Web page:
The Himalayan Trust Foundation
The Trust was started by our dear friend Sir Edmund Hillary. We have a long partnership with the Himalayan Trust and have supported them since 1993. After the earthquake we reached out to Lady Hillary, who is an Honorary Director of the Grand Circle Foundation, and she helped to connect Jan to their team based in Kathmandu.

The Nepal Orthopedic Hospital
Here, we are supporting the purchase of an autoclave machine, as well as other much needed surgical and nursing equipment.

Seven Summits Women Team
Following immediate needs like food, medicine, sanitation, this team is focusing on bringing schools and health posts back as soon as possible. We are supporting their work to provide toilet facilities.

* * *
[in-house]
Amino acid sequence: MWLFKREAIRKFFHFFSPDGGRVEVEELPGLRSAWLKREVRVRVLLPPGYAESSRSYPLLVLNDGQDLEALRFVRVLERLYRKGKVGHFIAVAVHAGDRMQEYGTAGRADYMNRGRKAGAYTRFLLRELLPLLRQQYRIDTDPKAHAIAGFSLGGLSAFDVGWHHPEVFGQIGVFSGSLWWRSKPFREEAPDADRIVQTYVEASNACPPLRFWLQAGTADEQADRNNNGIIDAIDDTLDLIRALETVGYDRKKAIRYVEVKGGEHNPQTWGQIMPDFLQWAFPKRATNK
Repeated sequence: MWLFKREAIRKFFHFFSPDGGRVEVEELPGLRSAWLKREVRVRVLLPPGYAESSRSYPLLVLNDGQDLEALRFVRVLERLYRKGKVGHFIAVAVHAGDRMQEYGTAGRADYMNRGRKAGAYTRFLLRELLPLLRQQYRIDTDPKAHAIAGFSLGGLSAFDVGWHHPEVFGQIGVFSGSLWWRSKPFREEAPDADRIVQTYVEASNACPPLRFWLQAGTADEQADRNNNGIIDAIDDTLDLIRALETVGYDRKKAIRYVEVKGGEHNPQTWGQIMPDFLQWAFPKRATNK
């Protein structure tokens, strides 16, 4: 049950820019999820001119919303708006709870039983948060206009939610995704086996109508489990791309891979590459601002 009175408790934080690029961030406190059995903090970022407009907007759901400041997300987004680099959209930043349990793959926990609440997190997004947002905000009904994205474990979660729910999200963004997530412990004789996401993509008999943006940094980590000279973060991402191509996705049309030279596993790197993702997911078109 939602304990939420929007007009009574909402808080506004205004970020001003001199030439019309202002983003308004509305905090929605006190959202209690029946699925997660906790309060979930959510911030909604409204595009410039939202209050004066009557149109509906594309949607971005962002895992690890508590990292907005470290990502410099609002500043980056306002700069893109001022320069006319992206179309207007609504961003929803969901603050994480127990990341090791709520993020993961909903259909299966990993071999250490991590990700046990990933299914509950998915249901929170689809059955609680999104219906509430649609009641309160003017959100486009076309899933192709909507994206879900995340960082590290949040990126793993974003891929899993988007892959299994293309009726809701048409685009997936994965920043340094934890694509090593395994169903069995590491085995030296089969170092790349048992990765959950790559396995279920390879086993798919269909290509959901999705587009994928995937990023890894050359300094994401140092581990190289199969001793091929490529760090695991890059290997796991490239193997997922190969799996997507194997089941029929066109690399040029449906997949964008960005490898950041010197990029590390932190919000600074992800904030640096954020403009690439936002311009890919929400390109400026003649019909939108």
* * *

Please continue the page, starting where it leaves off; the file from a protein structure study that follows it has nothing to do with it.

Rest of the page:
Environmental Camps for Conservation Awareness (ECCA)
Due to the destruction of homes in rural and urban areas, people are forced to seek refuge in open spaces. There is urgent need to provide basic needs like treated drinking water. We are funding efforts to provide water purification systems.

Yeti Tours
Through our local ground operator, we will provide temporary housing before the monsoon season begins.

All funds sent to Grand Circle Foundation for Nepal will go a long way to support relief and recovery efforts in Nepal. We hope you'll join us in doing everything we can to make a difference. You can donate by credit card with our secure online donation form, which also includes instructions if you prefer to donate by check. Because the Foundation has no administration fee, 100% of your donation—and our matching contribution—will go straight to the survivors in Nepal who so desperately need our assistance. Meanwhile, we will provide interested donors with updates as to how the funds are being distributed, so please let us know if you would like to receive these e-mail updates.

From the bottom of our hearts, we thank you for joining us in this most important effort.